When Nehru was unwilling to accommodate Ambedkar in the interim government in 1946, Gandhi, at the prodding of a young Dalit leader of the Congress, Jagjivan Ram, intervened to get him in. But that didn’t help Ambedkar much as Nehru and other leaders in Congress never displayed any empathy. Ambedkar wrote in his resignation letter from the cabinet in 1951 about the ill-treatment meted out to him by Nehru. In fact, Congress leaders didn’t make way for Ambedkar in the 1946 election from Mumbai. His Scheduled Castes Front (SCF) was roundly defeated by Congress candidates. Jogendranath Mondal, an SCF leader from Bengal, came to Ambedkar’s rescue and got him elected from Bengal with the Muslim League’s help.

In the Constituent Assembly, Ambedkar found it tough to pursue his agenda for Hindu social reform and the upliftment of SCs. At one point, Sardar Patel told the “Scheduled Caste friends” to “forget what Ambedkar has done”. Ambedkar’s life-long desire to reform Hindu society through the Hindu Code Bill was blocked by Congress at every stage, from the Constituent Assembly to Parliament, after 1950.

After Independence, the Congress leadership allowed the memory of Ambedkar to fade away until it was resurrected by Kanshi Ram in the 1980s through the DS4 movement. None of the Congress governments in the first 40 years thought it prudent to offer Ambedkar a place of honour, prompting his grandson Prakash Ambedkar to accuse them of “failing to do justice” to him. It was only in 1990 that the United Front government supported by the BJP honoured him with the Bharat Ratna.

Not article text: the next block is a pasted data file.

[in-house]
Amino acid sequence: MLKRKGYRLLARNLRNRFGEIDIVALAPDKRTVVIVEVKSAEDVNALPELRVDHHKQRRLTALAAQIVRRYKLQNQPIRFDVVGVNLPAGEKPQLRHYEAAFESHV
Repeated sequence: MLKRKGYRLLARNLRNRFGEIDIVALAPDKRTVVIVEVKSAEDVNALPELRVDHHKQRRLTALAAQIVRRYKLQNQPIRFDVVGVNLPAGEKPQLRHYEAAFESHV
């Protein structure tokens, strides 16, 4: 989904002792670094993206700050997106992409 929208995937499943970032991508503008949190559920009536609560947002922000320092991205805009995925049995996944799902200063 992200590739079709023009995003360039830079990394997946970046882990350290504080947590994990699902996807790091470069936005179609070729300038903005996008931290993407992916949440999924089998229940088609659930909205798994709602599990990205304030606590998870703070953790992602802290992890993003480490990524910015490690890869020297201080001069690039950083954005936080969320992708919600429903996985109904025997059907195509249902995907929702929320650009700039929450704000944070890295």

On the other hand, Ambedkar maintained cordial relations with Hindutva icons that Rahul Gandhi detests, like Savarkar and Swami Shraddhananda. In a letter to Savarkar, Ambedkar conveyed his “appreciation of the work you are doing in the field of social reform”. In a special issue of his Janata magazine in April 1933, Ambedkar heaped praise on Savarkar saying that his contribution to the Dalit cause was as decisive and great as that of Gautama Buddha himself.

Interestingly, Ambedkar was one of the first to use the word “Hindutva”. In a statement issued in 1927 on the issue of temple entry, Ambedkar said “Hindutva belongs as much to the untouchable Hindus as to the touchable Hindus. To the growth and glory of this Hindutva, contributions have been made by Untouchables”.

Ambedkar and Savarkar were opposed to religious orthodoxy among Hindus, whereas that orthodoxy was upheld by some of the Congress leaders of those times. It is important for Congress leaders to understand this history to learn who backstabbed whom.

They should also understand that when more than a lakh RSS volunteers fought against the draconian Emergency imposed by Indira Gandhi in 1975-77, they were protecting the dignity of the Indian Constitution, and when Mohan Bhagwat called the caste system as a thing of the past, he was resolutely pursuing Ambedkar’s agenda.

Published by Ram Madhav

Member, Board of Governors, India Foundation